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Amazing GraceWilliam Wilberforce and the Heroic Campaign to End Slavery
By Eric Metaxas
HarperCollins Publishers, Inc.Copyright © 2007 Eric Metaxas
All right reserved.
" . . . if it be a work of grace, it cannot fail."
On August 24, 1759, William Wilberforce was born into a prosperous merchant family in the city of Hull. The impressive, red-brick Jacobean mansion in which he was born was situated on the city's High Street, overlooking the Hull River. The Hull in turn flowed into the much larger Humber, which flowed eastward into the North Sea.
The Wilberforce family proudly traced its lineage in Yorkshire to the twelfth century and the reign of Henry II. Burke's Peerage places them as one of the very few families who can be traced to the far side of the river 1066 and Saxon times. In those days and for centuries afterward, on into Wilberforce's own century, the family name was Wilberfoss. It was changed by Wilberforce's grandfather, who seems to have had something of a "forceful" personality, as evinced in part by his penchant for changing whatever he disliked. It's likely that he wasn't fond of the roots of the suffix foss, which means "vassal" or, in Irish, "servant." That wouldn't do for a political figure with grand ambitions to wealth and power. And Wilberforce it became.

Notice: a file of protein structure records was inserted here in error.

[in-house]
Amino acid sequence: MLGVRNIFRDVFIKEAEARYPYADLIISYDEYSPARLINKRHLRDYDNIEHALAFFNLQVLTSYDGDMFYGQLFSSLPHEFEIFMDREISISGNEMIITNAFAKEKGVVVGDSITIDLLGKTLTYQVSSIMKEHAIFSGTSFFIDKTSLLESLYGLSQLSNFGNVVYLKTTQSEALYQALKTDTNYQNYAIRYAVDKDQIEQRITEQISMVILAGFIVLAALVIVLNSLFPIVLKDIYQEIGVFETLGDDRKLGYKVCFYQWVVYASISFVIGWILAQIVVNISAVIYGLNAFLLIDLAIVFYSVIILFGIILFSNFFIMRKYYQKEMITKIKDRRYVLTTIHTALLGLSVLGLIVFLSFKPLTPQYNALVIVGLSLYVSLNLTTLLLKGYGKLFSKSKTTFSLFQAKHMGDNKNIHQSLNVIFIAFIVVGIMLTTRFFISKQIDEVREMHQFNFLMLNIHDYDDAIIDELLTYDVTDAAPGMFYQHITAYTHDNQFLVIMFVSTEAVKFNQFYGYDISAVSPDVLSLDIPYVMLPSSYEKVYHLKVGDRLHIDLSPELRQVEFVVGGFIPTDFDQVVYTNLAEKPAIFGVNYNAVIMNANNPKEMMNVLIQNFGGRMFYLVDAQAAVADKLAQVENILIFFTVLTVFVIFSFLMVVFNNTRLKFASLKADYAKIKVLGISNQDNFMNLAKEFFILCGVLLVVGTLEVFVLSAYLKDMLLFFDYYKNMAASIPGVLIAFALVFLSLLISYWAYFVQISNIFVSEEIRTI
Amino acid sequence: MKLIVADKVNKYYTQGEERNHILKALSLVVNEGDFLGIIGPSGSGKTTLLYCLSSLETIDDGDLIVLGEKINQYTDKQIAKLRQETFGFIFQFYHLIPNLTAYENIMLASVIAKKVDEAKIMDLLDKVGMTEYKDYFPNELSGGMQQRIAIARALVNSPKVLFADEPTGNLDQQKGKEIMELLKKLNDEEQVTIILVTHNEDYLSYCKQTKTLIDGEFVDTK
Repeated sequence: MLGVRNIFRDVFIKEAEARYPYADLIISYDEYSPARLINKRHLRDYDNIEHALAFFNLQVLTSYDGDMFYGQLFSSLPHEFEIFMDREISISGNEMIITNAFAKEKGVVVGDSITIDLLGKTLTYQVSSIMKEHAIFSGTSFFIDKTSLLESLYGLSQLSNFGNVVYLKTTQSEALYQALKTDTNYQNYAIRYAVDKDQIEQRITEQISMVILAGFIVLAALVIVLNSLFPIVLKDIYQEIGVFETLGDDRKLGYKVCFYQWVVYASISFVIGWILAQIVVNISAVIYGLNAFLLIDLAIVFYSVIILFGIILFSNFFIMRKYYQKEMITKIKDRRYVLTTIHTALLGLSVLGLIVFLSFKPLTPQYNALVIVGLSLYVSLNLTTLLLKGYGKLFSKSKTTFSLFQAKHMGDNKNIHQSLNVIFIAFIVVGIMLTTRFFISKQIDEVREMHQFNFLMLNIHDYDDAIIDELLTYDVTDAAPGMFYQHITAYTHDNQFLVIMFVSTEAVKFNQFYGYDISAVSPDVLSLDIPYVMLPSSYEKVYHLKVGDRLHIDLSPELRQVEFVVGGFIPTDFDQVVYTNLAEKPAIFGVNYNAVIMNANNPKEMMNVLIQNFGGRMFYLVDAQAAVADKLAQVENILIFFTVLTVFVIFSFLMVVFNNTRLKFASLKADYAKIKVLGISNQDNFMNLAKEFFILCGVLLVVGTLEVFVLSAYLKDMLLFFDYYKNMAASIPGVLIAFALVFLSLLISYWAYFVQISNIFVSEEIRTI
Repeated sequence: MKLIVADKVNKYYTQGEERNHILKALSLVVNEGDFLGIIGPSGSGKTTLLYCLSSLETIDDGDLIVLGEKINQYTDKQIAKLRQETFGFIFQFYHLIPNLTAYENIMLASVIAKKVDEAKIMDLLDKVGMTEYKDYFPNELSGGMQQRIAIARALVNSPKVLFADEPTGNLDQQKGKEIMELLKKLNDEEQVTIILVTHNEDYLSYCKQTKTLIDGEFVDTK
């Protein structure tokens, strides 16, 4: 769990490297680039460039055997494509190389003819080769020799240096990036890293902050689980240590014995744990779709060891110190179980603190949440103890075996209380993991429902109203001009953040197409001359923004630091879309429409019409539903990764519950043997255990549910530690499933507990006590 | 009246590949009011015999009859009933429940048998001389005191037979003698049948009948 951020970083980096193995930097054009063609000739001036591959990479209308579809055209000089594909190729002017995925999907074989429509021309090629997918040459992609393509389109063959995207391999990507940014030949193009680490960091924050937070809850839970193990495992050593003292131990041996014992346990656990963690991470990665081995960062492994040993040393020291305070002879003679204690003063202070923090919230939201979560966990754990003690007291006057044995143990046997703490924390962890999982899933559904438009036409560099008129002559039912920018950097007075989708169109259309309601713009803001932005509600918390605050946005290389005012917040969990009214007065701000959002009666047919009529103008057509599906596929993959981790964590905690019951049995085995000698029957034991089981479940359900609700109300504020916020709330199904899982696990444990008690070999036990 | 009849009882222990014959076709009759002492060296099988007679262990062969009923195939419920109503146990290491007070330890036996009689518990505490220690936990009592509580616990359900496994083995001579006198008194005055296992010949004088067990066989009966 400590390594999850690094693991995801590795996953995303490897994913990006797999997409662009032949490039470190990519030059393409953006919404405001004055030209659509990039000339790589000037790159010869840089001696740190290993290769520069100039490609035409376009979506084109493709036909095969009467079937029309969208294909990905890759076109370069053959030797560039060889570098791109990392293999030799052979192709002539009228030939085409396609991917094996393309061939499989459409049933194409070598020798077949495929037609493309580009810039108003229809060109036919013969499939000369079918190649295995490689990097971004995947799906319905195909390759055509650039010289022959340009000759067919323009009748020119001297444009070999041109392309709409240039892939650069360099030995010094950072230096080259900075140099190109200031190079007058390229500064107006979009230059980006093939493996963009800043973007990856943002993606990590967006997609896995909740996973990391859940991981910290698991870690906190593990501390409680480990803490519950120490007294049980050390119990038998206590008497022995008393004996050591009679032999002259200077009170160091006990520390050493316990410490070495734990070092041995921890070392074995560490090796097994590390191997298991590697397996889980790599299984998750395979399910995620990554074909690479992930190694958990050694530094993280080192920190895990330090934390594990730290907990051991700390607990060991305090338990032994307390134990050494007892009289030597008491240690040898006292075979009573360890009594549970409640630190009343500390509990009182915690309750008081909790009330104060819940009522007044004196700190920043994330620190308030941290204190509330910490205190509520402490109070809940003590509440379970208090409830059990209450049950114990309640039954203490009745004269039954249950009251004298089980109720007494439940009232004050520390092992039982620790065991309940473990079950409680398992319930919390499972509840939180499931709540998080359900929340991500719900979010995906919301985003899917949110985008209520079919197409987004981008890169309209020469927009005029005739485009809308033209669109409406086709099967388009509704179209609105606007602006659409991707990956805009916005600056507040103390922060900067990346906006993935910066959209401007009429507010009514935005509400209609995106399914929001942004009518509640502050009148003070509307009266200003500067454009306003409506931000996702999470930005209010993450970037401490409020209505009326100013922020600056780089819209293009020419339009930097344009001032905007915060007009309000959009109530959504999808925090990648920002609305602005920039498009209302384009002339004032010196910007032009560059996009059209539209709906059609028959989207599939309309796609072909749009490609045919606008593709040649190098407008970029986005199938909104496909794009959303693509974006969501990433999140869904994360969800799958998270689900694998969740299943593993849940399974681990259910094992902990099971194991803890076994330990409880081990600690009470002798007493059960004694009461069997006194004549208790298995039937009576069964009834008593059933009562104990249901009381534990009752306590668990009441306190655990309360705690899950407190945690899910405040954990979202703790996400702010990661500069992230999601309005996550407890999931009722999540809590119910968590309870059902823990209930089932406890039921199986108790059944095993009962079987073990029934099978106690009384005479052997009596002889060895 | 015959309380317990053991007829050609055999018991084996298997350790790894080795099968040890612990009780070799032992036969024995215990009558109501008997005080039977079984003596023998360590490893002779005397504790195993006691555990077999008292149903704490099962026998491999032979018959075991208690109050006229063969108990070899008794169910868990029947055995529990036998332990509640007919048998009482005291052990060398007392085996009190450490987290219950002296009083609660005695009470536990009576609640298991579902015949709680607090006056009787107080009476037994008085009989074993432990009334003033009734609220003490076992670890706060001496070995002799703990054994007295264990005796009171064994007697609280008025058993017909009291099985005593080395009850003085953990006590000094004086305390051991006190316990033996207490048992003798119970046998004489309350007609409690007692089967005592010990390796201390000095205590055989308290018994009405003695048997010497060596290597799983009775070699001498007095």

As a boy, the young Wilberforce could see the river from his house's windows and watch the great sailingships unloading American tobacco and Norwegian timber and Prussian iron before they were loaded with local exports and then sailed away, down the Hull, and down the Humber, and out to the oceans of the world. In his own lifetime, Hull would become an important whaling port, complete with the seasonal stench of rendered cetaceans. But most important to our story are not those cargoes that came in and out of Hull's harbor, but the one that didn't. Though Hull was the fourth-largest port in England, it was the only one that did not participate in the slave trade. It was this happy detail that would enable Wilberforce to remain in political office in years hence. Any member of Parliament from Bristol or Liverpool, whose economies depended on the slave trade, would not have been able to get away with leading the abolitionist movement for long.